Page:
Gone are the days when hotel bookings and other reservations for travel are done in person or via phone call. Today, you can secure a slot in a nice, cheap hotel for a vacation one month from now, while wearing your pajamas and socks at 2 AM. Thanks to online booking sites, you can now easily check good availability, compare hotel prices, and reserve the best hotel accommodation in just a few swipes and clicks.
Technology is changing the way people book travel – but digital platforms may also pave the way for fraudsters to do their unscrupulous schemes.
Travel fraud is on the rise – and they are checking into the hospitality industry. Scammers, which often come in the faces of shady third-party resellers, prey on unlucky travelers who wanted nothing but spend a fun yet cost-effective vacation.
To avoid falling for such scams that cost you serious money, read on and watch out for these signs.
1. The “Limited Supply” Tactic
“Two rooms left!”
“Other people are looking at this hotel right now”
Look out for these high-pressure, misleading posts which seemingly force you to book now or never.
Ads like these on a third-party travel booking website could be sneaky marketing tactics, with the intention of digging into your pockets. The truth is while authorized third-party sites are there to sell a portion of a hotel’s rooms, they have no access to their entire inventory. It’s best to call the hotel directly to check their availability.
2. Bogus Hotel Website
It’s safer to book directly with the hotel using their actual website. However, make sure you are accessing the right one. Fraudsters could go an extra mile and use a hotel brand’s name in the URL to mimic the official website’s design.
Avoid booking with sites that contain vague names after the hotel’s name, like “national reservation center” or something, claiming to be the official hotel website or implying to be affiliated with the hotel in any way.
It’s also a must to use a credit card when booking a hotel. Credit cards provide more protection from fraud than debit cards. Should scammers steal your credit card information and money, you can work with the credit company to recoup what you have lost.
3. Unsecured websites
As a guest, you generally give your credit card information over the internet. While you have no control over the hotel security controls, you can do something on your part to avoid identity theft.
Check the URL. Legitimate sites generally start with the characters “https://”, with the “s” indicating the site is secure. Also, there should be a lock symbol located on the upper left side of the search bar.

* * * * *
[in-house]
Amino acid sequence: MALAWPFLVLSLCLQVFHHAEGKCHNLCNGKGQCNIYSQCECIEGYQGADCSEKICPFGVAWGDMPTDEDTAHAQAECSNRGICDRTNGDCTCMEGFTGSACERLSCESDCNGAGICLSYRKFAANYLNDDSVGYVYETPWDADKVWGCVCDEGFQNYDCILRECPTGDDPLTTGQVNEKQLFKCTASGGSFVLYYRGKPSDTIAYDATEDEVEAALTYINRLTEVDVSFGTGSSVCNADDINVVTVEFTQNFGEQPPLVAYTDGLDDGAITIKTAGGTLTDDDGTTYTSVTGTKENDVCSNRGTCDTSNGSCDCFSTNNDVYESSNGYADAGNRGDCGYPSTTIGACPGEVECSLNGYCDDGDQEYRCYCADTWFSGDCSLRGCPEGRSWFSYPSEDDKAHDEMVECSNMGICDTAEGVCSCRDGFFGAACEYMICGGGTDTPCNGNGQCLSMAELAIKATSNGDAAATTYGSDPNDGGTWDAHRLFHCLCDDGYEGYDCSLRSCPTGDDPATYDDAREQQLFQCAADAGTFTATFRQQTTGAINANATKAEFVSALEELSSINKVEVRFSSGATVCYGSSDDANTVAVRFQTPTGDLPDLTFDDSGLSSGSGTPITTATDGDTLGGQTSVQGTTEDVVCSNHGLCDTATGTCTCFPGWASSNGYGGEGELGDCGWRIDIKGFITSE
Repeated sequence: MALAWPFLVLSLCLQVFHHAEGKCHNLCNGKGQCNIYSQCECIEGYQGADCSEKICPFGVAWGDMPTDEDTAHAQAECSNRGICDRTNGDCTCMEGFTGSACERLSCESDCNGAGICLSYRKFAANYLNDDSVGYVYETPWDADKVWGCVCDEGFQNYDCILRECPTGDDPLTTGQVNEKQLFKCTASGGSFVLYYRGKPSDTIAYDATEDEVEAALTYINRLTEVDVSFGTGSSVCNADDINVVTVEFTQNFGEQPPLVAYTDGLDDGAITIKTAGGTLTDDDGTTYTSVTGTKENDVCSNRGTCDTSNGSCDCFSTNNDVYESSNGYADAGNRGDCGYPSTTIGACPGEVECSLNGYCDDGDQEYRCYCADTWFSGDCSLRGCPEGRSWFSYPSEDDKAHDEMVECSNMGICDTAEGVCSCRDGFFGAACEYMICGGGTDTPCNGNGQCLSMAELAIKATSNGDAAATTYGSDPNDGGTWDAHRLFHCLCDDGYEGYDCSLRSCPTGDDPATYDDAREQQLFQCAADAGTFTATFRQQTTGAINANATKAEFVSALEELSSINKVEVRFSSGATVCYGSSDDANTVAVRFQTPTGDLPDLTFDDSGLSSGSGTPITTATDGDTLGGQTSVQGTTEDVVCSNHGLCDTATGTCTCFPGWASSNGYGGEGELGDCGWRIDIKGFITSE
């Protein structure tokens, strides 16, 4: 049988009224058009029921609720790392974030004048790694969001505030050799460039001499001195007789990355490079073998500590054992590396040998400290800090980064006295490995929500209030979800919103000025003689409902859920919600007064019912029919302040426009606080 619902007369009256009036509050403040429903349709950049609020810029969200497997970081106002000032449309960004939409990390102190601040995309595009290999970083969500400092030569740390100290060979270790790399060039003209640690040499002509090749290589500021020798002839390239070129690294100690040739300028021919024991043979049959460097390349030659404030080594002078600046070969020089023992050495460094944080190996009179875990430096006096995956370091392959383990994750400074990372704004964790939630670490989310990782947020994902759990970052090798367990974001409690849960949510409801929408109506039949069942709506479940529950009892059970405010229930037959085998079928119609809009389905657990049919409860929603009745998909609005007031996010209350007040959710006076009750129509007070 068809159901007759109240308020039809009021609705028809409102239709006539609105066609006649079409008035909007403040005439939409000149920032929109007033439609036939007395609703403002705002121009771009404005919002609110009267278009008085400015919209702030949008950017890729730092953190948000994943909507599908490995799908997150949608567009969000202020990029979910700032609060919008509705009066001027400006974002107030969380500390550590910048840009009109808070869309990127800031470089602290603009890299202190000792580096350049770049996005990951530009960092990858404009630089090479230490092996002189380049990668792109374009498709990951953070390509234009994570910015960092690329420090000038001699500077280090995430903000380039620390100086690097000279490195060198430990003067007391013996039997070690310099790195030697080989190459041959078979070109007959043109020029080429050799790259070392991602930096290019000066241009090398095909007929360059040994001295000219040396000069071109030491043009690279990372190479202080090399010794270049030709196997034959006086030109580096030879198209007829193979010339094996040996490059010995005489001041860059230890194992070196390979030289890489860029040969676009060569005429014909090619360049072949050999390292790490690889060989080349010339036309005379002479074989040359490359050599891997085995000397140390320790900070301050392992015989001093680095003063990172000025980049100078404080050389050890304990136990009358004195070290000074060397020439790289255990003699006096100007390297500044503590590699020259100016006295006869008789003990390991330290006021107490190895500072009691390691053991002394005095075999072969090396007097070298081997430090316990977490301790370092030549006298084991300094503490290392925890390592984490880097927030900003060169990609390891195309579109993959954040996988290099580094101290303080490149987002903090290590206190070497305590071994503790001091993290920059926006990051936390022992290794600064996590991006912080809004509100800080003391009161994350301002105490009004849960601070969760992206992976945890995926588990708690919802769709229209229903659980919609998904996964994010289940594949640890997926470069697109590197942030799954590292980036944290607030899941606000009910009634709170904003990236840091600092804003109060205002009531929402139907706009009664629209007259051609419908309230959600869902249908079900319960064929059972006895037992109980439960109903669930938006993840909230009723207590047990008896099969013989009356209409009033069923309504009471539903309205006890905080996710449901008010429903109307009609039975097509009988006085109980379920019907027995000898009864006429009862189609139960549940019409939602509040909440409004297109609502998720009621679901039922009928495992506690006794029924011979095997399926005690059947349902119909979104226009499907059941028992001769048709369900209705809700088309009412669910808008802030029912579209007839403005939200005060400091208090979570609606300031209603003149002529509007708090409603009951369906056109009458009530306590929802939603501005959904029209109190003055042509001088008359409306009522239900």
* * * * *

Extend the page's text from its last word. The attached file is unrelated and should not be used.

If the website has no “https” or “locked” symbol, it’s a sign that you should back off. Chances are that you’re transacting with a malicious site that wants nothing but to steal your financial details. Never put secure credentials, including credit card information, password, or any personal identification information, into it.
4. Sneaky Policies
Hotel booking sites should be transparent in communicating when the payment is due. Read the fine print about the hotel’s cancellation or trip change policy. Know when you’re about to make a non-refundable payment.
Be careful with sites that charge for rooms in advance and in full – most legit hotels will receive your payment information and charge you when you arrive or ask for a deposit to hold the room.
Don’t hesitate to ask, especially if you’re having doubts about the website you’re using. Call the contact number provided. Ask to speak to the local staff. Ask real questions only a professional, legitimate front desk staff would be able to answer, like restaurant and attraction recommendations, nearest transportation services, and hotel terms and conditions.
5. Extra Fees
Always look at the total cost breakdown before you pay. There are third-party travel sites which charge you extra fees for reservation or booking in addition to the cost of your hotel room, which takes away the cost-effectivity of using seemingly cheaper third-party booking alternatives.
Take the time to research before booking your hotel online. Browse multiple websites. Read genuine reviews. Compare prices. Oftentimes, you’ll enjoy better value when you opt out of third-party selling sites and book directly with the hotel.
6. Lost Reservations or Requests
If you’re excited about a trip three days from now, learning that your reservation is lost would totally make you throw a fit. Another annoying thing is you learn that your crucial information or requests weren’t relayed by the third-party seller to the hotel. Simple mistakes, like having your name misspelled or having your request for a wheelchair-accessible room disregarded, can create an issue when checking in.
These things are possible to happen if you book through third-party sites especially if they’re not legit.
Make sure to confirm your reservation. Even if you don’t reach out to the hotel while you’re booking, make sure to contact the property prior to checking in. Call or send a short e-mail for confirmation to avoid showing up at the hotel with no reservation on file.